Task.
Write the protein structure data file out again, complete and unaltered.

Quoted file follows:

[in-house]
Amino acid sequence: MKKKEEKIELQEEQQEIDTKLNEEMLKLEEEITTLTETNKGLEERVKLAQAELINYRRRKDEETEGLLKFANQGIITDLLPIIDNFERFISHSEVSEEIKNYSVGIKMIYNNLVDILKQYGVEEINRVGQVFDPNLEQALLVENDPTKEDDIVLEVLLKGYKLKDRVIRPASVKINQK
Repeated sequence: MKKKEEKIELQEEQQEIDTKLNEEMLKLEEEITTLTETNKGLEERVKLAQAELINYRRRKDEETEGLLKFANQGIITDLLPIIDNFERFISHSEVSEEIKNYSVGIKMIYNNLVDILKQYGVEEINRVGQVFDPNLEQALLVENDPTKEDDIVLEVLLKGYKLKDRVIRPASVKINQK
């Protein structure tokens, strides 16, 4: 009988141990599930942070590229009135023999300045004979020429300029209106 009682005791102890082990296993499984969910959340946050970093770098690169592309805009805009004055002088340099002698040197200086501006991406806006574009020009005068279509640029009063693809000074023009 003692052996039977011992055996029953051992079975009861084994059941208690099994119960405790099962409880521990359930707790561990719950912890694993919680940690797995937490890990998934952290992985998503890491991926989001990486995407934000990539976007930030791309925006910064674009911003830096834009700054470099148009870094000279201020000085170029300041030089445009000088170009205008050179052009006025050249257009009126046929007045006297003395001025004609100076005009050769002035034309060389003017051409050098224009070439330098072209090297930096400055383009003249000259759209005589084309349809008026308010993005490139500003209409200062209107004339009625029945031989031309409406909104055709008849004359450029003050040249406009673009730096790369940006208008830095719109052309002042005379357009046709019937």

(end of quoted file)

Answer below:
[in-house]
Amino acid sequence: MKKKEEKIELQEEQQEIDTKLNEEMLKLEEEITTLTETNKGLEERVKLAQAELINYRRRKDEETEGLLKFANQGIITDLLPIIDNFERFISHSEVSEEIKNYSVGIKMIYNNLVDILKQYGVEEINRVGQVFDPNLEQALLVENDPTKEDDIVLEVLLKGYKLKDRVIRPASVKINQK
Repeated sequence: MKKKEEKIELQEEQQEIDTKLNEEMLKLEEEITTLTETNKGLEERVKLAQAELINYRRRKDEETEGLLKFANQGIITDLLPIIDNFERFISHSEVSEEIKNYSVGIKMIYNNLVDILKQYGVEEINRVGQVFDPNLEQALLVENDPTKEDDIVLEVLLKGYKLKDRVIRPASVKINQK
């Protein structure tokens, strides 16, 4: 009988141990599930942070590229009135023999300045004979020429300029209106 009682005791102890082990296993499984969910959340946050970093770098690169592309805009805009004055002088340099002698040197200086501006991406806006574009020009005068279509640029009063693809000074023009 003692052996039977011992055996029953051992079975009861084994059941208690099994119960405790099962409880521990359930707790561990719950912890694993919680940690797995937490890990998934952290992985998503890491991926989001990486995407934000990539976007930030791309925006910064674009911003830096834009700054470099148009870094000279201020000085170029300041030089445009000088170009205008050179052009006025050249257009009126046929007045006297003395001025004609100076005009050769002035034309060389003017051409050098224009070439330098072209090297930096400055383009003249000259759209005589084309349809008026308010993005490139500003209409200062209107004339009625029945031989031309409406909104055709008849004359450029003050040249406009673009730096790369940006208008830095719109052309002042005379357009046709019937």